USA Today reports on how companies such as Google and Facebook are reacting to changes proposed in the European Union that would limit tracking of individuals’ online activities:
They may be battling each other tooth-and-nail to win over online advertisers. But Google and Facebook are on the same side when it comes to opposing new data-handling privacy laws fast-gelling in Europe and the U.S.
On Wednesday, the European Union formally proposed strict rules that could restrict much of the systematic tracking and profiling Google and Facebook routinely do of Internet users, as part of delivering targeted ads to them.
If Europe’s new rules are implemented as expected in 2013, the tech rivals could face hefty fines, up to 2% of annual revenue, for any violations. In Google’s case that translates into a maximum penalty of $800 million.
On Tuesday, Facebook Chief Operating Officer Sheryl Sandberg delivered a statistics-filled speech at a tech conference in Munich outlining how Europe’s proposed rules are very likely to stymie the global economy. […]
Meanwhile, refinements announced this week by Google and Facebook, about how each tracks and profiles Internet users, added heat to the domestic debate over the need for new data privacy rules here in the U.S.
Google signaled that it will begin cross-referencing user data compiled from its most popular services, including search, Google Apps, Gmail and YouTube. The stickler: Users won’t be permitted to “opt out” of having their Google activities correlated. […]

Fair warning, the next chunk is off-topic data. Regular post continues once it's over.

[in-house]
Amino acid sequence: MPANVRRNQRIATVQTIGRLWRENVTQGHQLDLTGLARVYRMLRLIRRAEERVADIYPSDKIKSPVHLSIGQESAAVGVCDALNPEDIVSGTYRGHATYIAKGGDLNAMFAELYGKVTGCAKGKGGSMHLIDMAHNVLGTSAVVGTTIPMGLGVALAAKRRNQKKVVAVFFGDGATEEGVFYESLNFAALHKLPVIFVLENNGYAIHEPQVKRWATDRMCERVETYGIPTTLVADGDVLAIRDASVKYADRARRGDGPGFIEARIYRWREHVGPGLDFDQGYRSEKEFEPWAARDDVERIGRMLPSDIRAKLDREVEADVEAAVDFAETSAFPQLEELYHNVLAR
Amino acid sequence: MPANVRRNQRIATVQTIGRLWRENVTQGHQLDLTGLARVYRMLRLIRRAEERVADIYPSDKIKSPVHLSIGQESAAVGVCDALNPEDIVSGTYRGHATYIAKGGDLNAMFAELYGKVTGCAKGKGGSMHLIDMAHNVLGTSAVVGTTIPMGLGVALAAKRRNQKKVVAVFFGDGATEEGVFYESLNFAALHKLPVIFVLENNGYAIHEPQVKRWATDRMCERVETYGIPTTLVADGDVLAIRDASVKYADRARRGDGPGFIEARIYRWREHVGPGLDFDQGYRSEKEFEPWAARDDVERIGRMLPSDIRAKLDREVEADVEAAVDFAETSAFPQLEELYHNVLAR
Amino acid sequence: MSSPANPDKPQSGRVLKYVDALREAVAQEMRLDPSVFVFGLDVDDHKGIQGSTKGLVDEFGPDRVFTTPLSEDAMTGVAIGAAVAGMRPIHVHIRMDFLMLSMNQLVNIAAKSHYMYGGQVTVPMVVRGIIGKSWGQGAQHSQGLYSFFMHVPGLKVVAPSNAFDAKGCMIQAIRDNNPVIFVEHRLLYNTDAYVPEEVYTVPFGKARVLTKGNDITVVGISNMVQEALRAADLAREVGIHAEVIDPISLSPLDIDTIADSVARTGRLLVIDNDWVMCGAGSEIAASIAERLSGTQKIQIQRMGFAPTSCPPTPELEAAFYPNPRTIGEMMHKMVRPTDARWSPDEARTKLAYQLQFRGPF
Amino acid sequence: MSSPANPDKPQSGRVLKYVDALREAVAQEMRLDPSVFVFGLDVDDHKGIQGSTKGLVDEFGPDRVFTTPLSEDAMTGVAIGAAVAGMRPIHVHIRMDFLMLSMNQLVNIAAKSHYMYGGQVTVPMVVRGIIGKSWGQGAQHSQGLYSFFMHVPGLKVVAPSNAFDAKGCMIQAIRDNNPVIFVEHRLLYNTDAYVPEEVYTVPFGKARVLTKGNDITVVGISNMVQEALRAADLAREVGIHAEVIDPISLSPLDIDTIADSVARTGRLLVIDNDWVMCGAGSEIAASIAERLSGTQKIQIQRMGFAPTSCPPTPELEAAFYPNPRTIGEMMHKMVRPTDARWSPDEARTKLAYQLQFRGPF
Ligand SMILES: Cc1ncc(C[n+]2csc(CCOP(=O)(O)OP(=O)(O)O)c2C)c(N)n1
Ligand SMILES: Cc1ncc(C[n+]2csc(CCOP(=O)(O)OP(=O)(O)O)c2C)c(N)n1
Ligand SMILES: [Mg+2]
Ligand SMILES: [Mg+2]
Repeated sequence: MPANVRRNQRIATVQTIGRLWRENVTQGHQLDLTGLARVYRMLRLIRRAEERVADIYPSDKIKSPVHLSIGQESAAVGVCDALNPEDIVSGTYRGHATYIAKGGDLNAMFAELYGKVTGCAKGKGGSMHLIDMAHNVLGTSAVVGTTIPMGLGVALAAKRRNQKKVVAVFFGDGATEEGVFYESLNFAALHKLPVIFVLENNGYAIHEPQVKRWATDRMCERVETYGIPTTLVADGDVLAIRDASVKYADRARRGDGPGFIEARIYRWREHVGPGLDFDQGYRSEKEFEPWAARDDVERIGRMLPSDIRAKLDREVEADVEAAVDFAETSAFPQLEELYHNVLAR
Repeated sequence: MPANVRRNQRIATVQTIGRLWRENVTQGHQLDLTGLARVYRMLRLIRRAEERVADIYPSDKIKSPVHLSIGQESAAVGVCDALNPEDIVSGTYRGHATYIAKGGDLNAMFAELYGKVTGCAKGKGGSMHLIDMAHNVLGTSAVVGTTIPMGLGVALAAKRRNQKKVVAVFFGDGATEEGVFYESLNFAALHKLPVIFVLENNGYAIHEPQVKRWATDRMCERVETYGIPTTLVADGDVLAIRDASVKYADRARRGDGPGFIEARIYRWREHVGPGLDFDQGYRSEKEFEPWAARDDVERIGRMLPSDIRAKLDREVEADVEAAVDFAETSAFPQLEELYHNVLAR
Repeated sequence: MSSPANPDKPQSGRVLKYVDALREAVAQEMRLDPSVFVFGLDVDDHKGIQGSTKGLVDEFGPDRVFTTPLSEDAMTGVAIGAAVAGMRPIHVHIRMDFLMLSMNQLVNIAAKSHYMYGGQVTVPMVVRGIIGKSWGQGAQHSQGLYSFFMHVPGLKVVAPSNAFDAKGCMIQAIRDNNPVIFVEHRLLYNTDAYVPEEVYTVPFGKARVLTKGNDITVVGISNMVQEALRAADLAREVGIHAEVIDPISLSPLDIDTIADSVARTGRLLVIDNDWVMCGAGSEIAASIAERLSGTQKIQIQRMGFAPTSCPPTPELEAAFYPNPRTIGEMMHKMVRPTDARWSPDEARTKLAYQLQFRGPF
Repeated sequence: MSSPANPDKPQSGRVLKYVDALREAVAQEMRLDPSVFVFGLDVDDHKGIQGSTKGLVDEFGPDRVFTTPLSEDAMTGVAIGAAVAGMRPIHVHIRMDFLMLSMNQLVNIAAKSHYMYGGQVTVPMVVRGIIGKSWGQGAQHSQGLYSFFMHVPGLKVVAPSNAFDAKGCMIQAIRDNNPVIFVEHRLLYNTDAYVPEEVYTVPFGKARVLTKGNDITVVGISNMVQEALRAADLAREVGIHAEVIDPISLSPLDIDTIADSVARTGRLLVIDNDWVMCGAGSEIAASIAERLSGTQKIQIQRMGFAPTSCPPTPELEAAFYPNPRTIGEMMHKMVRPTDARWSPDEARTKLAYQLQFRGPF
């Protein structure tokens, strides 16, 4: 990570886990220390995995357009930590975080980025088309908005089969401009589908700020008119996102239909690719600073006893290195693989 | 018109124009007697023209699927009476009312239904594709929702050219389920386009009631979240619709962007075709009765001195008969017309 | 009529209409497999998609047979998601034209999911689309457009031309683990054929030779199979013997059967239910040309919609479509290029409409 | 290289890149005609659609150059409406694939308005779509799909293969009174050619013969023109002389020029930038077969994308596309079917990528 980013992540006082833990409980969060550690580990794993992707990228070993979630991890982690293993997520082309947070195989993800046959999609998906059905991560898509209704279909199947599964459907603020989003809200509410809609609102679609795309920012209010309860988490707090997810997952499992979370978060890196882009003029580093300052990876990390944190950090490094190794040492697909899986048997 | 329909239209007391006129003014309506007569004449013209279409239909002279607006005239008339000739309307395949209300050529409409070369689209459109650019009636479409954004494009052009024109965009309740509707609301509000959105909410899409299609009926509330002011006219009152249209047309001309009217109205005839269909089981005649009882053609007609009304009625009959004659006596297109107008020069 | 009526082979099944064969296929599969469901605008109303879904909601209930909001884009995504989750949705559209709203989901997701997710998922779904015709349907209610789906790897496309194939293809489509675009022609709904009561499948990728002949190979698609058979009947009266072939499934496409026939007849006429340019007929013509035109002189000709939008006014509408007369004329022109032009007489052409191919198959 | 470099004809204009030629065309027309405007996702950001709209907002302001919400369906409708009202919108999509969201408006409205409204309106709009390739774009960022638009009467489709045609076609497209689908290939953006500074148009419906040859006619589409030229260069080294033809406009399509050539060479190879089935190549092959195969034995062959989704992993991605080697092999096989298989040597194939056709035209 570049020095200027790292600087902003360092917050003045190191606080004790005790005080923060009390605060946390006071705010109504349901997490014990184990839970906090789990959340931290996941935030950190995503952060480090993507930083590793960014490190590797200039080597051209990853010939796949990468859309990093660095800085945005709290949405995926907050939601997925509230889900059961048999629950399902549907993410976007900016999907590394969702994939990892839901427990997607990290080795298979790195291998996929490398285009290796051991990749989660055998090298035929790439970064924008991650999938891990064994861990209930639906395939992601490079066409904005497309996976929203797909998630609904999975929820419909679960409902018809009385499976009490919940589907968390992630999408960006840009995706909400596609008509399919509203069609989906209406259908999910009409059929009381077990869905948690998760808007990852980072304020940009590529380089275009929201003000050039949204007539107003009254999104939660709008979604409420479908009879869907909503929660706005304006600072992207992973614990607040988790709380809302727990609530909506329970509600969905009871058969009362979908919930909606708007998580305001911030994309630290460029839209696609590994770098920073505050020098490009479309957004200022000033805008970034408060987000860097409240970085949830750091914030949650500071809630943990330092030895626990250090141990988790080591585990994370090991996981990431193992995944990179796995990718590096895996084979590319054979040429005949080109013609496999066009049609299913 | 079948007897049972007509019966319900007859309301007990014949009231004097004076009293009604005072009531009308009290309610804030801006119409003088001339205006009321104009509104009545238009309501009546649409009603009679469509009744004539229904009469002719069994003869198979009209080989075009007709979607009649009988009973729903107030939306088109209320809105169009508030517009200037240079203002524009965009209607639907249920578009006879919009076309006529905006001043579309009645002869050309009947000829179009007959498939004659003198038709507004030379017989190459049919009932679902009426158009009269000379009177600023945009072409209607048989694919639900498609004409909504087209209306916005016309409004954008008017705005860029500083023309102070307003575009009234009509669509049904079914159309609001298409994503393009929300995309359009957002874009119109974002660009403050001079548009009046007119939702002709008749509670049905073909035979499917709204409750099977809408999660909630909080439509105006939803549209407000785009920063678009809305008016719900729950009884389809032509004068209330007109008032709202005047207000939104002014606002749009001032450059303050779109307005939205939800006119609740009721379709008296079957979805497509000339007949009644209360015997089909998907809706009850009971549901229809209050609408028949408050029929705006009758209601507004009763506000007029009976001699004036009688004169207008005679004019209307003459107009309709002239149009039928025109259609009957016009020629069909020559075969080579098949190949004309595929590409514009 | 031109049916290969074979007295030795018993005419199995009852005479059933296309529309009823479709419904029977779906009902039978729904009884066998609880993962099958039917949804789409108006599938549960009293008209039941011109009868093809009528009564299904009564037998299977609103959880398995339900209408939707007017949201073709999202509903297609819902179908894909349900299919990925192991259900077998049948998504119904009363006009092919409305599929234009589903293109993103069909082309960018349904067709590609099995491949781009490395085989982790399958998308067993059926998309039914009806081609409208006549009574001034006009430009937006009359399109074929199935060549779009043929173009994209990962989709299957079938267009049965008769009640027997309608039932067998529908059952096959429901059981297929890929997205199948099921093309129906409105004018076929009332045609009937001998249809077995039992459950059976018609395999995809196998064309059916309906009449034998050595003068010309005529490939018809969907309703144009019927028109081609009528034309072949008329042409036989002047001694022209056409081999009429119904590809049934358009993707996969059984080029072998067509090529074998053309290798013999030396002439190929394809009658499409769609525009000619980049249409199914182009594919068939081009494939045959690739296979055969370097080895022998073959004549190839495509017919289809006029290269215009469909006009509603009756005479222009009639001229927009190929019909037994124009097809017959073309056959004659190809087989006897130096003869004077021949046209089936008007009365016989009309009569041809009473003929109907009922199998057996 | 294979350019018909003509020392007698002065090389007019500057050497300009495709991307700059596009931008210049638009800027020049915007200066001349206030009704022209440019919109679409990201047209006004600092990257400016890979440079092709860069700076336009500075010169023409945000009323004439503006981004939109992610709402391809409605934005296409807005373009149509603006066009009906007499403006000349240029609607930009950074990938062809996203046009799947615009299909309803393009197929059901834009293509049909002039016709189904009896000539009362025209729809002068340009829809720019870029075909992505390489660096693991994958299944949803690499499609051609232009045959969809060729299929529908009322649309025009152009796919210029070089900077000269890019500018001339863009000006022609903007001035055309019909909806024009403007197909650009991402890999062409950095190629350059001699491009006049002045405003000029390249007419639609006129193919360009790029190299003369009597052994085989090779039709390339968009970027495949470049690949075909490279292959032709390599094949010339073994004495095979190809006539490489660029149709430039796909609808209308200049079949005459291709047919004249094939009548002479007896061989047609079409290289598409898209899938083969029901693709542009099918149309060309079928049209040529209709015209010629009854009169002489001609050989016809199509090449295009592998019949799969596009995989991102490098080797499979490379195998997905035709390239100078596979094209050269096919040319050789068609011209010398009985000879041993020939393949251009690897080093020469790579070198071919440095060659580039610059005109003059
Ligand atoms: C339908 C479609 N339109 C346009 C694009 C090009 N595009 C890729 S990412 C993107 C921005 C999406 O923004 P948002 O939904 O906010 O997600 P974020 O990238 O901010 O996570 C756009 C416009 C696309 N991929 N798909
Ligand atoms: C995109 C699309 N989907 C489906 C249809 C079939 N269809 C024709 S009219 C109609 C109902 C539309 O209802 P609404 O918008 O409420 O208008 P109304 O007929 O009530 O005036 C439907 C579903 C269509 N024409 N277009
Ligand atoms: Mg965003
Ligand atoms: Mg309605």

Meanwhile, the non-profit group SafeGov, which monitors security issues for federal, state and local government agencies, is alarmed that Google’s new policy could put workers who use Google Applications for Government, a paid service, at heightened risk. […]
“As always, Google will maintain our enterprise customers’ data in compliance with the confidentiality and security obligations provided to their domain,” says Singh.
But [Jeff Gould, SafeGov security analyst,] checked the city of Los Angeles‘ contract with Google and found that the data-privacy provision referred back to Google’s policy for consumers. “They didn’t think through the consequences for government users,” Gould says.
Meanwhile, Google is busy fielding inquiries from a handful of politicians who’ve proposed legislation that would restrict online tracking and establish rules for data privacy.